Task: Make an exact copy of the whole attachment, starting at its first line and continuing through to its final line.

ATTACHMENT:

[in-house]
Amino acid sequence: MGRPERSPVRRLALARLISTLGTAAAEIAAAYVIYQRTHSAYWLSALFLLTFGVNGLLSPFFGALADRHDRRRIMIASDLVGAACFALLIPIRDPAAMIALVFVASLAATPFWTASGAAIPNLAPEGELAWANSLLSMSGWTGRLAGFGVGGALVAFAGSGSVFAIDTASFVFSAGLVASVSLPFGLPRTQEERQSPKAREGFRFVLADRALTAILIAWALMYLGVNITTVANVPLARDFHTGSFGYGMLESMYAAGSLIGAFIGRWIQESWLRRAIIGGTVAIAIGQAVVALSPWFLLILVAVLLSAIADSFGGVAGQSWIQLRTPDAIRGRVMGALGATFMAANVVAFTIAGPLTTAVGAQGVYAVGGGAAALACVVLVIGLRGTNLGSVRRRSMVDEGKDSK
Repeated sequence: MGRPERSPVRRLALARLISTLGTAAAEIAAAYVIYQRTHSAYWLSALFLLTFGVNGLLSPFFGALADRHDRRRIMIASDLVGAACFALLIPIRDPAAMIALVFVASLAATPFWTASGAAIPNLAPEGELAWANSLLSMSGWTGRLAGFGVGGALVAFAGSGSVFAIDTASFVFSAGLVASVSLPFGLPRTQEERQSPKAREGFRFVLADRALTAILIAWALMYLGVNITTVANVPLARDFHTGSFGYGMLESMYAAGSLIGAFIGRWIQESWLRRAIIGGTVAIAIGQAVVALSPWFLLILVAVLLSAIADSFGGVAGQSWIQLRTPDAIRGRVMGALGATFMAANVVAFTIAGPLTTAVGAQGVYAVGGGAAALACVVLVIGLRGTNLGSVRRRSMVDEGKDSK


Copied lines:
[in-house]
Amino acid sequence: MGRPERSPVRRLALARLISTLGTAAAEIAAAYVIYQRTHSAYWLSALFLLTFGVNGLLSPFFGALADRHDRRRIMIASDLVGAACFALLIPIRDPAAMIALVFVASLAATPFWTASGAAIPNLAPEGELAWANSLLSMSGWTGRLAGFGVGGALVAFAGSGSVFAIDTASFVFSAGLVASVSLPFGLPRTQEERQSPKAREGFRFVLADRALTAILIAWALMYLGVNITTVANVPLARDFHTGSFGYGMLESMYAAGSLIGAFIGRWIQESWLRRAIIGGTVAIAIGQAVVALSPWFLLILVAVLLSAIADSFGGVAGQSWIQLRTPDAIRGRVMGALGATFMAANVVAFTIAGPLTTAVGAQGVYAVGGGAAALACVVLVIGLRGTNLGSVRRRSMVDEGKDSK
Repeated sequence: MGRPERSPVRRLALARLISTLGTAAAEIAAAYVIYQRTHSAYWLSALFLLTFGVNGLLSPFFGALADRHDRRRIMIASDLVGAACFALLIPIRDPAAMIALVFVASLAATPFWTASGAAIPNLAPEGELAWANSLLSMSGWTGRLAGFGVGGALVAFAGSGSVFAIDTASFVFSAGLVASVSLPFGLPRTQEERQSPKAREGFRFVLADRALTAILIAWALMYLGVNITTVANVPLARDFHTGSFGYGMLESMYAAGSLIGAFIGRWIQESWLRRAIIGGTVAIAIGQAVVALSPWFLLILVAVLLSAIADSFGGVAGQSWIQLRTPDAIRGRVMGALGATFMAANVVAFTIAGPLTTAVGAQGVYAVGGGAAALACVVLVIGLRGTNLGSVRRRSMVDEGKDSK